Rising APRs Require Credit Card Debt Strategies

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Last updated on October 31st, 2022

2022 has been a tough time for US consumers. Over the past year, credit card debt has jumped by $100 billion, or 13%, the most significant percentage increase in over 20 years. At the same time, more and more Americans are finding themselves falling behind on credit cards and other loans, making it hard to tackle existing credit card debt.

This spiraling debt problem is made worse by rising credit card APRs. Average interest rates have hit a 25-year high, reaching the highest average rate since 1996. That average interest rate is nearly 18% (17.96%) and looks to rise later this week. In fact, experts anticipate an increase of around 150 basis points (1.5% APR) by the end of 2022.

How to Tackle Credit Card Debt

Because of the likelihood of further Federal Reserve rate hikes, coming up with a solution for soaring personal debts is a must. Here are a few options that can help you tackle your credit card debt and free up additional funds as fall and winter approach:

Transfer High-Interest Balances to Another Credit Card

Perhaps the most obvious answer to paying down credit card debt is opting for a balance transfer credit card. Combining multiple balances onto one balance transfer card (preferably one with a lengthy 0% intro APR offer) makes it simpler to focus energy in one direction while streamlining credit card bills into fewer monthly payments.

Keep in mind, however, that transfers must be completed within a set timeframe (usually between three and six months from account opening) and do not include fees. Balance transfer fees typically range around $5 or 3% of the amount of each transfer, whichever is greater.

Here are the balance transfer credit cards with the longest 0% intro APR periods:

Credit Card Purchase Intro APR Balance Transfer Intro APR

Citi Simplicity® Card
0% for 12 months on Purchases 0% for 21 months on Balance Transfers

0% for 21 months on purchases 0% for 21 months on Balance Transfers

Chase Slate Edge
0% for the first 18 months from account opening date 0% for the first 18 months from account opening date

U.S. Bank Visa® Platinum Card
0% for 18 months from account opening date 0% for 18 months on balances transferred within 60 days from account opening

Wells Fargo Reflect Card
0% for 18 months, potential extension of up to 3 months for meeting minimum requirements 0% for 18 months, potential extension of up to 3 months for meeting minimum requirements

Consider a HELOC

A HELOC is a Home Equity Line of Credit, and it can help you use your home’s equity to pay off credit card debts at a much lower interest rate. HELOCs are based on the equity you have in your home or property (i.e., how much the property is valued versus how much you owe in mortgages or liens) and can free up as much as 80% of your home’s value or more.

Before considering a HELOC, first, understand the possible pitfalls they entail. Failure to pay off a HELOC or to default on payments can result in the loss of the house. Additionally, repayments are typically interest-only during the initial draw period, meaning higher payments might surprise you (and overwhelm you) if you are not careful.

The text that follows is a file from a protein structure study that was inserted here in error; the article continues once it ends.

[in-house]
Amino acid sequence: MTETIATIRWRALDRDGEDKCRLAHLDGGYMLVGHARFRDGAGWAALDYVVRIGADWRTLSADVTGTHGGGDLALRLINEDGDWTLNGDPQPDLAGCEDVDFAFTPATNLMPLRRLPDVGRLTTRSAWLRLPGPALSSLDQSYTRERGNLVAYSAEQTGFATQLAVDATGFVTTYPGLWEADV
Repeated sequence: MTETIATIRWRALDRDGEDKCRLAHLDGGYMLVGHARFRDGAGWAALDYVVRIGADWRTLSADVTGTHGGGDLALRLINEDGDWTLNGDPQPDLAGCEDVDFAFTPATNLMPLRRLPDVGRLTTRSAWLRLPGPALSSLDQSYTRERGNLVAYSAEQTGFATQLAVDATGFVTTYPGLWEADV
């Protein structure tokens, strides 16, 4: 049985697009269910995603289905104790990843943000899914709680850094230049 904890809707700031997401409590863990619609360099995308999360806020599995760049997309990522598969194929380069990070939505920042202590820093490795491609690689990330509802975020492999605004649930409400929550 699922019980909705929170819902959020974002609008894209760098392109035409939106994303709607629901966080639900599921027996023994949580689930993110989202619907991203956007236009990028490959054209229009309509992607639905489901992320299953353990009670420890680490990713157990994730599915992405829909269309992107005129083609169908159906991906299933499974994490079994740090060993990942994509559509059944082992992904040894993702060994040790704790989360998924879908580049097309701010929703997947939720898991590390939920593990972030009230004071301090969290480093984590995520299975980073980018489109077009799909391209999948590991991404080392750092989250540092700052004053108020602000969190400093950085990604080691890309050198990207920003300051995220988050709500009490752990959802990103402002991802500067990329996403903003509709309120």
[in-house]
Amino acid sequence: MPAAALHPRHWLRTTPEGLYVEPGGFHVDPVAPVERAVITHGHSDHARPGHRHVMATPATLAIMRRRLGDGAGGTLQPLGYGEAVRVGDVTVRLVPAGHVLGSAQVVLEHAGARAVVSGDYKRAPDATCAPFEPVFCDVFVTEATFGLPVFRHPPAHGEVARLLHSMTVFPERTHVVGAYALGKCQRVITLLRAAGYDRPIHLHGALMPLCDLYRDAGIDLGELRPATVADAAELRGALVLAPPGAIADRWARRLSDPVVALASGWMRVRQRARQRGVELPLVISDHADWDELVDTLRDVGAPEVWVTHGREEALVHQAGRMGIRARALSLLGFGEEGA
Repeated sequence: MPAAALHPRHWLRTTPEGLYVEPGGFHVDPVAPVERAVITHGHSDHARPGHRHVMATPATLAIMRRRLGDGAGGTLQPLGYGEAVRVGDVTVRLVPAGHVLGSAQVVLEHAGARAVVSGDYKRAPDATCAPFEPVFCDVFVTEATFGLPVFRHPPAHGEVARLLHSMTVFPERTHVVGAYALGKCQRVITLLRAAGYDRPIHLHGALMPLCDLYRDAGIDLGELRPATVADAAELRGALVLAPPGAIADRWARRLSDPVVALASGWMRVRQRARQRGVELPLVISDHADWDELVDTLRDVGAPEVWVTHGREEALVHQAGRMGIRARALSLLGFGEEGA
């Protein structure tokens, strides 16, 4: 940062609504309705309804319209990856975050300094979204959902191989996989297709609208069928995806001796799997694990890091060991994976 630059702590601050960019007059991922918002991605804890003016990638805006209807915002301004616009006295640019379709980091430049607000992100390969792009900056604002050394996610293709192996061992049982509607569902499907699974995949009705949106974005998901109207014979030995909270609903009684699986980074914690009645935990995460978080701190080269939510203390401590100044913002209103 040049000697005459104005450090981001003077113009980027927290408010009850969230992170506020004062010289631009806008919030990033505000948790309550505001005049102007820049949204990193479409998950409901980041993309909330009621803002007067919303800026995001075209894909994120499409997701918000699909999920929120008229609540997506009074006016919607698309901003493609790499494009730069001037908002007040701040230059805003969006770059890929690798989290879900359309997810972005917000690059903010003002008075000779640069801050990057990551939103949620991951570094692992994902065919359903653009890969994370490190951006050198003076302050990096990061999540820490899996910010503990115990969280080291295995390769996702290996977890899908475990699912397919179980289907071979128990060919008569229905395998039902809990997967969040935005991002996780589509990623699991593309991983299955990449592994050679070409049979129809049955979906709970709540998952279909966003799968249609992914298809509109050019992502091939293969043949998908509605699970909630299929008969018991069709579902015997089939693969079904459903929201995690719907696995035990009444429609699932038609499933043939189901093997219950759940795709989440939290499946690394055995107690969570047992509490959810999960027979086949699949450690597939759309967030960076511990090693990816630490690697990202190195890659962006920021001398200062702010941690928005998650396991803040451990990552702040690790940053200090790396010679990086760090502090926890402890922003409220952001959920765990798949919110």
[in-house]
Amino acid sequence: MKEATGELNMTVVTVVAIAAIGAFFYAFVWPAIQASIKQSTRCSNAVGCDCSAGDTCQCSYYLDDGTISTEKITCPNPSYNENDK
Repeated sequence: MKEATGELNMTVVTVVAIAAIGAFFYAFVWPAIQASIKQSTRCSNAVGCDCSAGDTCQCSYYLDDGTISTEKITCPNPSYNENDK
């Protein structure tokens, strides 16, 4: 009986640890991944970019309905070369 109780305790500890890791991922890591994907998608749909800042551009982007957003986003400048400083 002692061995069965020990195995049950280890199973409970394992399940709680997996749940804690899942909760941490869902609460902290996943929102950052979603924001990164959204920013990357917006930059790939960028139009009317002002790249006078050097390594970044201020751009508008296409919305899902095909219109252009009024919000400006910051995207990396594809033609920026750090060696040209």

Try a Different Repayment Method

Another repayment option for card debt might be forbearance If you are struggling with credit card debt. Forbearance is a term referring to financial hardship assistance provided by a lender. When a borrower (cannot make regular payments, the bank may offer temporary assistance to let them regroup financially.

Some of the forbearance and hardship assistance programs available to American consumers include:

  • Deferred payments (either with or without interest)
  • Delayed payments for the next month
  • Waiving of fees (including late fees or annual fees)

Suppose you have considerable credit card debt but can handle your payments. Why not consider a repayment plan like the debt avalanche or debt snowball methods? The approach for both debt avalanche and debt snowball is the same: make consistent minimum payments on outstanding balances except for one, which will be the focus debt. Ideally, you’ll devote extra funds towards this amount, which is usually either the card account with the highest interest debt or the largest balance as the focus of the payoff plan.

The difference lies in the order in which you tackle your debts and whether you want to focus on balance or interest rate:

  • Debt snowball focuses on paying your debt in order from the smallest balance to the highest, regardless of the interest rate
  • Debt avalanche focuses on paying your debt from the highest interest rate to the smallest, regardless of the balance

Your unique situation and how you view the progress rate when you pay off your debt will determine which route to take. Still, both methods have proven very successful for consumers looking to take charge of their debts.

Our helpful credit card payoff calculator can better help you understand what any new payment plan would be like:

Related Article: Debt Avalanche vs. Debt Snowball

Featured image by StartupStockPhotos /PixaBay

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About: Cory Santos
Cory Santos

Cory is the senior credit card editor at BestCards, specializing in everything credit card-related. He’s worked extensively with credit cards and other personal finance topics, including nearly five years at BestCards. Cory’s extensive knowledge is an essential part of the BestCards experience, helping readers to live their best financial lives with up-to-date insights and comprehensive coverage of all facets of the credit card space, including market trends, rewards guides, credit advice, and comprehensive credit card reviews.

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